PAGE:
An encounter with a beggar that brings back painful memories

28 июля 2011, 13:18

I could see the fat gypsy woman walking along Kenesary Street holding a baby, with four small children in tow, as I stood waiting for a friend in front of Congress Hall in Astana.

I immediately tensed, thinking of a very unpleasant encounter with Roma a few years ago, and I hoped the woman wouldn’t see me. But she did. And the clothes I was wearing – different from those of the locals – marked me as a foreigner, a prime target.

Like Fagan, the evil man who presided over the gang of child thieves in “Oliver Twist,” the Roma woman pointed toward me from 200 meters away and barked an instruction to one of the children with her. A Roma girl perhaps 5 years old began scurrying toward me.

I began shaking my head and shouting “no!” when the girl was still 100 meters away. She slowed, but kept coming. When she got within 30 meters, I snarled at her like an animal: “No!”

Why do I have such a visceral reaction to Roma? You will understand when I tell you about a hot August day in Kiev a few years ago.

I was walking with four university students that day – two Ukrainian and two Iranian -- along the city’s fashionable main street of Kreshatik when a Roma girl about 10 came up to me begging.

She was holding a 3- to 4-month-old baby, and she said to me with the most mournful expression she could muster: “Sorry, baby. Sorry, baby.”

The English was bad, but I got the message. She was trying to tell me “poor baby” – as if the child had had nothing to eat.

I looked at the boy. He was no starving Somalian. He was plump as could be. He certainly was not missing meals.

I have given money to a lot of beggars in many countries over the years, but I didn’t want to be bothered this day, so I kept walking with the students.

The Roma girl then escalated the confrontation. I was wearing a short-sleeved shirt. The girl’s hands were filthy, and she began running them up and down my bare forearm, saying, “Please, mister. Sorry baby.”

This Roma trick often works. Many “marks” – or targets -- can’t stand their filthy hands, and give them money to stop the touching.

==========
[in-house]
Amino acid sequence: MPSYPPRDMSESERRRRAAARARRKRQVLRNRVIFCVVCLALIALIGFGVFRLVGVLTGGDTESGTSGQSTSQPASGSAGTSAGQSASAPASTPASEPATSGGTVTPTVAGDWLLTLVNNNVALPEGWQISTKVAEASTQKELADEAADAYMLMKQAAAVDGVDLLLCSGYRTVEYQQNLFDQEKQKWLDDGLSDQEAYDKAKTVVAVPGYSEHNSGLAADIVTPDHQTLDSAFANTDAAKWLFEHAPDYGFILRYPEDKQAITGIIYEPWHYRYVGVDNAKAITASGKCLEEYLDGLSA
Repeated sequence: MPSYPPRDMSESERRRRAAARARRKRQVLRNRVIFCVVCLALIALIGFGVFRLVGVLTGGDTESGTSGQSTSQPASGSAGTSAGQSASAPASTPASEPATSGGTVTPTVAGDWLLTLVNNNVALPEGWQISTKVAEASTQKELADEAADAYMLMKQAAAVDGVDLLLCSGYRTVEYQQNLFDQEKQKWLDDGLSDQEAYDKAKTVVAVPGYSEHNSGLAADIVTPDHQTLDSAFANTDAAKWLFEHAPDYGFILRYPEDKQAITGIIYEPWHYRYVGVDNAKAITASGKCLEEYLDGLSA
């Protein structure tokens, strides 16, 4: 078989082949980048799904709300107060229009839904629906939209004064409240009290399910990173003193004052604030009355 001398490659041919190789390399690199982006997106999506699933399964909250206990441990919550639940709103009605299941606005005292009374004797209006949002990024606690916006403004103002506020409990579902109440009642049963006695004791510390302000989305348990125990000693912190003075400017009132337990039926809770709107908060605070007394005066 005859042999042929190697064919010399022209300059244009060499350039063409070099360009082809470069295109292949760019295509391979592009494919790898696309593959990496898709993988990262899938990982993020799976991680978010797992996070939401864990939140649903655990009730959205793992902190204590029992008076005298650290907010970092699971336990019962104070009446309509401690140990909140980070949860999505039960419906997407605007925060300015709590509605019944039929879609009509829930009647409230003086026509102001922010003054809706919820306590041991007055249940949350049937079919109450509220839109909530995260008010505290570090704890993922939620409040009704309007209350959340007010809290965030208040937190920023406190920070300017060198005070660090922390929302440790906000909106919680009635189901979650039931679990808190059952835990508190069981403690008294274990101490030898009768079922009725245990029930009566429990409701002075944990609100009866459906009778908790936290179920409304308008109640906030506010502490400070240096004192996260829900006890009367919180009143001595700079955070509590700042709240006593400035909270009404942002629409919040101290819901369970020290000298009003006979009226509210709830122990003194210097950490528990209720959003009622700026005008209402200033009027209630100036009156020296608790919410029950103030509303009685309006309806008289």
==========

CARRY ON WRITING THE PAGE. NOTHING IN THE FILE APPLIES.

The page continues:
But I resented the girl’s attempt to intimidate me, and kept walking.

Then she did something I’ve seen no beggar do before or since. She ran a few meters ahead of me and blocked my path. And when I was ready to pass her, she dropped to her knees and threw her arms around my legs from the front as if she were an American football player trying to tackle me.

In doing so, she pinned the baby between her chest and my legs.

I was stunned and furious by the audaciousness of this assault – and, believe me, “assault” is the only word to describe what she was doing.

I was determined not to cave in to physical intimidation, even if it was coming from a 10-year-old girl. So I began walking. Actually, it was more like stumbling than walking because she continued to cling to my legs.  With each step I took, I dragged her across the pavement – although gently.

I wasn’t moving fast because I didn’t want to hurt her or the baby, but I wanted her to know without any doubt that I wasn’t going to be physically intimidated into giving her money.

After hobbling along for 15 meters, however, I’d had enough.

I reached down, grabbed her arms and flung her off me.

She catapulted backward, holding on to the baby. The infant began to cry from the jolt of the girl landing on her back but he was unhurt. The girl wasn’t injured either. She got up and walked away without looking back at me.

I looked around to see where the “mama-san” Roma was – the woman giving the orders. I knew she was nearby. If she hadn’t been, the girl wouldn’t have risked physical injury to herself and the baby by mounting a physical assault on me.

I could imagine the mama-san boxing the girl’s ears afterward for failing to get money from the “mark.”

This ugly scene was racing through my mind as the 5-year-old Roma girl in Astana got within a few steps of me.

When she saw the fire in my eyes, she knew I meant business. She stopped, cursed me, then ran off. I breathed a sigh of relief.

Thank God there would be no repeat in Astana of that awful, awful day in Kiev.

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